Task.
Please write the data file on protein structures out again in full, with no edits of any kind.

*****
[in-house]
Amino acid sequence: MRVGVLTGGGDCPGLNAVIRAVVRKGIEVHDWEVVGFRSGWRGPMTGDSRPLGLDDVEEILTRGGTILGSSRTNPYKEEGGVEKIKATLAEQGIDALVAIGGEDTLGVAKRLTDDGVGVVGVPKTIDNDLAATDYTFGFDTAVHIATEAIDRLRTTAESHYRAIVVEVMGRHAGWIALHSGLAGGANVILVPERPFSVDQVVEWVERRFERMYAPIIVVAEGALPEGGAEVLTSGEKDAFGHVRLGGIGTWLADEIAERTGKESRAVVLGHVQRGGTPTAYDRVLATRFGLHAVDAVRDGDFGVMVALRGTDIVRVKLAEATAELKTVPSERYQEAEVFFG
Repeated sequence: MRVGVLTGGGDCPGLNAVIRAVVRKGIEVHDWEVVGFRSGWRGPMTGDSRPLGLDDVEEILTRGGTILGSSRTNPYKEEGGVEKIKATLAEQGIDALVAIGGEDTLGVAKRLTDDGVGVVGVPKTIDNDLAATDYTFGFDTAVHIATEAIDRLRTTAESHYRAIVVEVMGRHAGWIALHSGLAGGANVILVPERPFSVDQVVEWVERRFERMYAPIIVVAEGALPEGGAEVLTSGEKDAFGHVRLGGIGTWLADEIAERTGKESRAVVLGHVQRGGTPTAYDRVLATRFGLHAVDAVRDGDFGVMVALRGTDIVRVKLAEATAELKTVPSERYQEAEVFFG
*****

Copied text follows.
[in-house]
Amino acid sequence: MRVGVLTGGGDCPGLNAVIRAVVRKGIEVHDWEVVGFRSGWRGPMTGDSRPLGLDDVEEILTRGGTILGSSRTNPYKEEGGVEKIKATLAEQGIDALVAIGGEDTLGVAKRLTDDGVGVVGVPKTIDNDLAATDYTFGFDTAVHIATEAIDRLRTTAESHYRAIVVEVMGRHAGWIALHSGLAGGANVILVPERPFSVDQVVEWVERRFERMYAPIIVVAEGALPEGGAEVLTSGEKDAFGHVRLGGIGTWLADEIAERTGKESRAVVLGHVQRGGTPTAYDRVLATRFGLHAVDAVRDGDFGVMVALRGTDIVRVKLAEATAELKTVPSERYQEAEVFFG
Repeated sequence: MRVGVLTGGGDCPGLNAVIRAVVRKGIEVHDWEVVGFRSGWRGPMTGDSRPLGLDDVEEILTRGGTILGSSRTNPYKEEGGVEKIKATLAEQGIDALVAIGGEDTLGVAKRLTDDGVGVVGVPKTIDNDLAATDYTFGFDTAVHIATEAIDRLRTTAESHYRAIVVEVMGRHAGWIALHSGLAGGANVILVPERPFSVDQVVEWVERRFERMYAPIIVVAEGALPEGGAEVLTSGEKDAFGHVRLGGIGTWLADEIAERTGKESRAVVLGHVQRGGTPTAYDRVLATRFGLHAVDAVRDGDFGVMVALRGTDIVRVKLAEATAELKTVPSERYQEAEVFFG